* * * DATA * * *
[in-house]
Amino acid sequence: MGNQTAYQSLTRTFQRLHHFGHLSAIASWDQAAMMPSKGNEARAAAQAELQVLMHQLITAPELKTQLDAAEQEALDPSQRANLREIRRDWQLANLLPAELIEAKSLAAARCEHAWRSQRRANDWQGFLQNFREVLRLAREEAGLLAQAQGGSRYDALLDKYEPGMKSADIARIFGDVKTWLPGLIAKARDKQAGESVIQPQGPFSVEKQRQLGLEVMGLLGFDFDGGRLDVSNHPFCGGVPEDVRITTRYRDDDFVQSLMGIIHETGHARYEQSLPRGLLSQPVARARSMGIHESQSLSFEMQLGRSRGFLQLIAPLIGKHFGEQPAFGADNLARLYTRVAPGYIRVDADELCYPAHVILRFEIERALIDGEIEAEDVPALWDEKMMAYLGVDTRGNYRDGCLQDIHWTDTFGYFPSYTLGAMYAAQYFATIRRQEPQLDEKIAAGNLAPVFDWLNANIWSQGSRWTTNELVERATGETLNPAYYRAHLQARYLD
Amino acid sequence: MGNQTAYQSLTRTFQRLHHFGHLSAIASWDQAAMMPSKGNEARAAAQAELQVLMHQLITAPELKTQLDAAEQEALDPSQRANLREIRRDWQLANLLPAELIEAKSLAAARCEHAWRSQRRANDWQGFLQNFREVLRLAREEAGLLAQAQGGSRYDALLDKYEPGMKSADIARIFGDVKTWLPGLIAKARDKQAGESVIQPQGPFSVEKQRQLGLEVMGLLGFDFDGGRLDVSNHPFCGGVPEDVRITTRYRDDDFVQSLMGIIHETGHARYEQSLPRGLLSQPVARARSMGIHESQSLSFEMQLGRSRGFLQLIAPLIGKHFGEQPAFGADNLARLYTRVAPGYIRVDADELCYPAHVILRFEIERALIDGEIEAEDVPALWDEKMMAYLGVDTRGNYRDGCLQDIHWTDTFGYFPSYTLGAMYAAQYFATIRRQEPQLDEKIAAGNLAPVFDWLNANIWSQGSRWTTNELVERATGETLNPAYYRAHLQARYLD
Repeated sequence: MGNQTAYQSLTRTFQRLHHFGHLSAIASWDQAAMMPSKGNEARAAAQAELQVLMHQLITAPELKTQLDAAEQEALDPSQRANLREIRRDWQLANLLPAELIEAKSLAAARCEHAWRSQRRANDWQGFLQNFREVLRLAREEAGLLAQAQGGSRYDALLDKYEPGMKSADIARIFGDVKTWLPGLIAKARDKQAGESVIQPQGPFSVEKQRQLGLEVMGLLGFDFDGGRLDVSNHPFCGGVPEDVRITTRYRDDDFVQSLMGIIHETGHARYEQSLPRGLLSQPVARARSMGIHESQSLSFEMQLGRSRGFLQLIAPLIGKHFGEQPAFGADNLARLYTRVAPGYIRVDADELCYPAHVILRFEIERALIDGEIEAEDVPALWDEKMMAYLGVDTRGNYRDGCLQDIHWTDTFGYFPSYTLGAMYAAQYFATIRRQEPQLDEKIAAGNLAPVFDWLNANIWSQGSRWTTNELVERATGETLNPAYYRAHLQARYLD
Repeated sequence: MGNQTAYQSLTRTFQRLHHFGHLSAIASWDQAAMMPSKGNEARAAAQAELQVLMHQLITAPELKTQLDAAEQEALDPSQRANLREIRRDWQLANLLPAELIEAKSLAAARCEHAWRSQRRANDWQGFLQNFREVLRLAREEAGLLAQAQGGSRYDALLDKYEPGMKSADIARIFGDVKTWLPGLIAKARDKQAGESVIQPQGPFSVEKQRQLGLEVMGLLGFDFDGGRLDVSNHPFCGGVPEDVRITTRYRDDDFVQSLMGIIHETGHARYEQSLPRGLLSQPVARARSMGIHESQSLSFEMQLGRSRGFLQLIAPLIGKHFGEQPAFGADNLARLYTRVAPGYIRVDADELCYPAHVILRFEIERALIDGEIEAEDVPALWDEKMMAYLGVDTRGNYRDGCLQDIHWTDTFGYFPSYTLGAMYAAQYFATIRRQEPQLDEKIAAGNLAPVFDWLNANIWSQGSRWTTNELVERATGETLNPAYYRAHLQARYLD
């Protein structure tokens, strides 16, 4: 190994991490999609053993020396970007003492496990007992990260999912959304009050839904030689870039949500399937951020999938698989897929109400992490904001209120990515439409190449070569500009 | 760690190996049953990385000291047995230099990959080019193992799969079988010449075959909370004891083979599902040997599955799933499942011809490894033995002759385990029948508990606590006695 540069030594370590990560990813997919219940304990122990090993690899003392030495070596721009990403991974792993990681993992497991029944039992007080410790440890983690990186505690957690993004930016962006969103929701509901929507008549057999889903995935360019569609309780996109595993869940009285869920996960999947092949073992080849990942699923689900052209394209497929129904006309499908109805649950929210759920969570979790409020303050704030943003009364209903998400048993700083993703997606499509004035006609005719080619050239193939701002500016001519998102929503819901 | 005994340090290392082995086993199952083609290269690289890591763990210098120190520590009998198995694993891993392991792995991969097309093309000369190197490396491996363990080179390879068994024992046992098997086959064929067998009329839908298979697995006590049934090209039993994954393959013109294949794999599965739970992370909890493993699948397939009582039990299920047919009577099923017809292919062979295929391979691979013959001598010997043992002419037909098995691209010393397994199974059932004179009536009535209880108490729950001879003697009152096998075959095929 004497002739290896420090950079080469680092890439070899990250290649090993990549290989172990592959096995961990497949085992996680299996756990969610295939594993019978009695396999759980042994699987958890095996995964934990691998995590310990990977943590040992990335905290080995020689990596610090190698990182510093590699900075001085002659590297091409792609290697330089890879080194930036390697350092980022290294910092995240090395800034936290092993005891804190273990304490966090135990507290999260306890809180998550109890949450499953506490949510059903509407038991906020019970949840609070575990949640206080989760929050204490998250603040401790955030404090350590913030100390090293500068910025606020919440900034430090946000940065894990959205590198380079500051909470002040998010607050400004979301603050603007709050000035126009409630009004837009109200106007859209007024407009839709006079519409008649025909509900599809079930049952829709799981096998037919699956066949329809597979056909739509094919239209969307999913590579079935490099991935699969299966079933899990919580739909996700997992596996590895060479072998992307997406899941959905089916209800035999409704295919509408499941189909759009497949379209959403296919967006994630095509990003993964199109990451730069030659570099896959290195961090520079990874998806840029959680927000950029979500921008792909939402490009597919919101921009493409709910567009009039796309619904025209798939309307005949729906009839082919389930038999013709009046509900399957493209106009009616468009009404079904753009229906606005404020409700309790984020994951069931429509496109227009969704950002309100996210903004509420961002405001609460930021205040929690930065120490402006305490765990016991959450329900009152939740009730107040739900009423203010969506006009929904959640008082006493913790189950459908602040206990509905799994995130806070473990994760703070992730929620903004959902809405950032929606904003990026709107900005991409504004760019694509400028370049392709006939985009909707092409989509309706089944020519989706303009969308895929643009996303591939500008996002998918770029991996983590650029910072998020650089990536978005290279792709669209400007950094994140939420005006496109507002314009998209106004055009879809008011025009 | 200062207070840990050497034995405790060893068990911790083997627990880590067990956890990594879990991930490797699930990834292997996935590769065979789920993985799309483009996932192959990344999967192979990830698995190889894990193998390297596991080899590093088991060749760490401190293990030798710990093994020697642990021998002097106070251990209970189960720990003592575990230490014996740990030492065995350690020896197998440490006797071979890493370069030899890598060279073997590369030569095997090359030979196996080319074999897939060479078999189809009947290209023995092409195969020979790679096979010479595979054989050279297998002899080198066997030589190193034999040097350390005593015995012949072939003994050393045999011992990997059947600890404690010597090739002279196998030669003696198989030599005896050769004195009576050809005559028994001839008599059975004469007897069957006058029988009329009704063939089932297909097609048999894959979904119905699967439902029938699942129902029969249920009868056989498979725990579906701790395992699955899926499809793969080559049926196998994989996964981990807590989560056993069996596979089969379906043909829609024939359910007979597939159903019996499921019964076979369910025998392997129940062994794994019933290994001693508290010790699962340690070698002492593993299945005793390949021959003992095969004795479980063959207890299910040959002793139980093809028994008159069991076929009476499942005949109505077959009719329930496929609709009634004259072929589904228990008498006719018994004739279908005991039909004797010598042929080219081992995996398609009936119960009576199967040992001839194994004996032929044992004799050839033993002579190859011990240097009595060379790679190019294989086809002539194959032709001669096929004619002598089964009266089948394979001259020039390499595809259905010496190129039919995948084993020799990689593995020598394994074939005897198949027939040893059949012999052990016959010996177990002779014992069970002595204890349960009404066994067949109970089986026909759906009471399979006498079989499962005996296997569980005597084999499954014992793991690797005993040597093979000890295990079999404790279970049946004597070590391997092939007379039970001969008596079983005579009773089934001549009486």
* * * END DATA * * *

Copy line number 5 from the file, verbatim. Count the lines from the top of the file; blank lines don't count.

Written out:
Repeated sequence: MGNQTAYQSLTRTFQRLHHFGHLSAIASWDQAAMMPSKGNEARAAAQAELQVLMHQLITAPELKTQLDAAEQEALDPSQRANLREIRRDWQLANLLPAELIEAKSLAAARCEHAWRSQRRANDWQGFLQNFREVLRLAREEAGLLAQAQGGSRYDALLDKYEPGMKSADIARIFGDVKTWLPGLIAKARDKQAGESVIQPQGPFSVEKQRQLGLEVMGLLGFDFDGGRLDVSNHPFCGGVPEDVRITTRYRDDDFVQSLMGIIHETGHARYEQSLPRGLLSQPVARARSMGIHESQSLSFEMQLGRSRGFLQLIAPLIGKHFGEQPAFGADNLARLYTRVAPGYIRVDADELCYPAHVILRFEIERALIDGEIEAEDVPALWDEKMMAYLGVDTRGNYRDGCLQDIHWTDTFGYFPSYTLGAMYAAQYFATIRRQEPQLDEKIAAGNLAPVFDWLNANIWSQGSRWTTNELVERATGETLNPAYYRAHLQARYLD